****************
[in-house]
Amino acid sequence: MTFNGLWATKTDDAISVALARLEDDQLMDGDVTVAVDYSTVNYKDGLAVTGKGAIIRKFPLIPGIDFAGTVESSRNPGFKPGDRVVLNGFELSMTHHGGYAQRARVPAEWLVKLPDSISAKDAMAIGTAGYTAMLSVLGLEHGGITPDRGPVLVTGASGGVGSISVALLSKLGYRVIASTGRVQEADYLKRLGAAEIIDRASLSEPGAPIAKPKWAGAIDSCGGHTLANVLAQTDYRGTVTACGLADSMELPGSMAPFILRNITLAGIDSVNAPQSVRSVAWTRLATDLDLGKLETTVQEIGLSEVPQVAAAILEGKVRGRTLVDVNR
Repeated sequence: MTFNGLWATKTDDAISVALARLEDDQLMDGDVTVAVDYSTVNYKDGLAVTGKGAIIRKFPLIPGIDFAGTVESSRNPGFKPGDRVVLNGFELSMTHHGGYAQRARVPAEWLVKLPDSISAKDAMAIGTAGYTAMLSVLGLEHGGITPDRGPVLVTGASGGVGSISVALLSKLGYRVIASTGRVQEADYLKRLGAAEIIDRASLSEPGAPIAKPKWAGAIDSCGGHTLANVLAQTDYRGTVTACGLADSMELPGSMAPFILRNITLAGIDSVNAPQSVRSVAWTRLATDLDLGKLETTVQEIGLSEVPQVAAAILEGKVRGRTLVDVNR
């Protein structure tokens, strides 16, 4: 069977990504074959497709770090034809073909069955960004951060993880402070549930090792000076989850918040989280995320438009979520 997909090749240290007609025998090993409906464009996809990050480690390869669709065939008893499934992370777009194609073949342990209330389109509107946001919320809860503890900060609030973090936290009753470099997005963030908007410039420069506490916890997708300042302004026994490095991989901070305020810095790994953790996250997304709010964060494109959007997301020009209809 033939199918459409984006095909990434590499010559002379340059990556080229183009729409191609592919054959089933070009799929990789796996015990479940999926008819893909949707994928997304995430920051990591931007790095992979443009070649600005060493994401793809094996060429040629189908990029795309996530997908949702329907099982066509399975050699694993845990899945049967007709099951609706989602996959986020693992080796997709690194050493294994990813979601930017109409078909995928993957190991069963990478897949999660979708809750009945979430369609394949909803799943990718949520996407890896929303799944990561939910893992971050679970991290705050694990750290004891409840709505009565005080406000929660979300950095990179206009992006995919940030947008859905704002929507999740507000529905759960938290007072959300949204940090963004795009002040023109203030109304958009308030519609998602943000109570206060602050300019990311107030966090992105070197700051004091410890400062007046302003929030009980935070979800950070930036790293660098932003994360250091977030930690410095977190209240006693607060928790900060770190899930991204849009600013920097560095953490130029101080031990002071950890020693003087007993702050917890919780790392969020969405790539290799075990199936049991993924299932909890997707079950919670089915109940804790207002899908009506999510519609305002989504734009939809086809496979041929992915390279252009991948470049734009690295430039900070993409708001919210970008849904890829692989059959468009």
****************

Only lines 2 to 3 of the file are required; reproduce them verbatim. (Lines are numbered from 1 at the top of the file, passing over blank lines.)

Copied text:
Amino acid sequence: MTFNGLWATKTDDAISVALARLEDDQLMDGDVTVAVDYSTVNYKDGLAVTGKGAIIRKFPLIPGIDFAGTVESSRNPGFKPGDRVVLNGFELSMTHHGGYAQRARVPAEWLVKLPDSISAKDAMAIGTAGYTAMLSVLGLEHGGITPDRGPVLVTGASGGVGSISVALLSKLGYRVIASTGRVQEADYLKRLGAAEIIDRASLSEPGAPIAKPKWAGAIDSCGGHTLANVLAQTDYRGTVTACGLADSMELPGSMAPFILRNITLAGIDSVNAPQSVRSVAWTRLATDLDLGKLETTVQEIGLSEVPQVAAAILEGKVRGRTLVDVNR
Repeated sequence: MTFNGLWATKTDDAISVALARLEDDQLMDGDVTVAVDYSTVNYKDGLAVTGKGAIIRKFPLIPGIDFAGTVESSRNPGFKPGDRVVLNGFELSMTHHGGYAQRARVPAEWLVKLPDSISAKDAMAIGTAGYTAMLSVLGLEHGGITPDRGPVLVTGASGGVGSISVALLSKLGYRVIASTGRVQEADYLKRLGAAEIIDRASLSEPGAPIAKPKWAGAIDSCGGHTLANVLAQTDYRGTVTACGLADSMELPGSMAPFILRNITLAGIDSVNAPQSVRSVAWTRLATDLDLGKLETTVQEIGLSEVPQVAAAILEGKVRGRTLVDVNR